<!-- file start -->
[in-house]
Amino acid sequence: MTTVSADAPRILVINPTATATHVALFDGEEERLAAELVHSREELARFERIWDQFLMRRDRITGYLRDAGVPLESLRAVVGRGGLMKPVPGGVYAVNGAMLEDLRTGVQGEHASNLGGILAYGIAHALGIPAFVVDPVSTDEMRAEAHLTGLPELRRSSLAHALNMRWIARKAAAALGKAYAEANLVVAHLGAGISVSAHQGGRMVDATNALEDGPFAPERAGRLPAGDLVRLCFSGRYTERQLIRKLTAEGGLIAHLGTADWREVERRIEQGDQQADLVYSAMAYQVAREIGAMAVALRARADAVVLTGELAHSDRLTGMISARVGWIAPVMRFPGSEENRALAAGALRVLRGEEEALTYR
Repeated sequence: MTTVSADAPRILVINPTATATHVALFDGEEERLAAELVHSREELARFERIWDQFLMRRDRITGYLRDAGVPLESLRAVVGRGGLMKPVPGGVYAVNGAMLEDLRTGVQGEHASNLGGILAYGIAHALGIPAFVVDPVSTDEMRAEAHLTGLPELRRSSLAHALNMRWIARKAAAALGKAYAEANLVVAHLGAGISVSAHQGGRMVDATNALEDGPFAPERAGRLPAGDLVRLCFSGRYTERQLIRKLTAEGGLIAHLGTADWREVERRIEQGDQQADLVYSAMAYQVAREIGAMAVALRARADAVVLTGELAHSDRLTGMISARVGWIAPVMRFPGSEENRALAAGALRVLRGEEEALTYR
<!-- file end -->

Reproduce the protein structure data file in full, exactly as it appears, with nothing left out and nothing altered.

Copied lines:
[in-house]
Amino acid sequence: MTTVSADAPRILVINPTATATHVALFDGEEERLAAELVHSREELARFERIWDQFLMRRDRITGYLRDAGVPLESLRAVVGRGGLMKPVPGGVYAVNGAMLEDLRTGVQGEHASNLGGILAYGIAHALGIPAFVVDPVSTDEMRAEAHLTGLPELRRSSLAHALNMRWIARKAAAALGKAYAEANLVVAHLGAGISVSAHQGGRMVDATNALEDGPFAPERAGRLPAGDLVRLCFSGRYTERQLIRKLTAEGGLIAHLGTADWREVERRIEQGDQQADLVYSAMAYQVAREIGAMAVALRARADAVVLTGELAHSDRLTGMISARVGWIAPVMRFPGSEENRALAAGALRVLRGEEEALTYR
Repeated sequence: MTTVSADAPRILVINPTATATHVALFDGEEERLAAELVHSREELARFERIWDQFLMRRDRITGYLRDAGVPLESLRAVVGRGGLMKPVPGGVYAVNGAMLEDLRTGVQGEHASNLGGILAYGIAHALGIPAFVVDPVSTDEMRAEAHLTGLPELRRSSLAHALNMRWIARKAAAALGKAYAEANLVVAHLGAGISVSAHQGGRMVDATNALEDGPFAPERAGRLPAGDLVRLCFSGRYTERQLIRKLTAEGGLIAHLGTADWREVERRIEQGDQQADLVYSAMAYQVAREIGAMAVALRARADAVVLTGELAHSDRLTGMISARVGWIAPVMRFPGSEENRALAAGALRVLRGEEEALTYR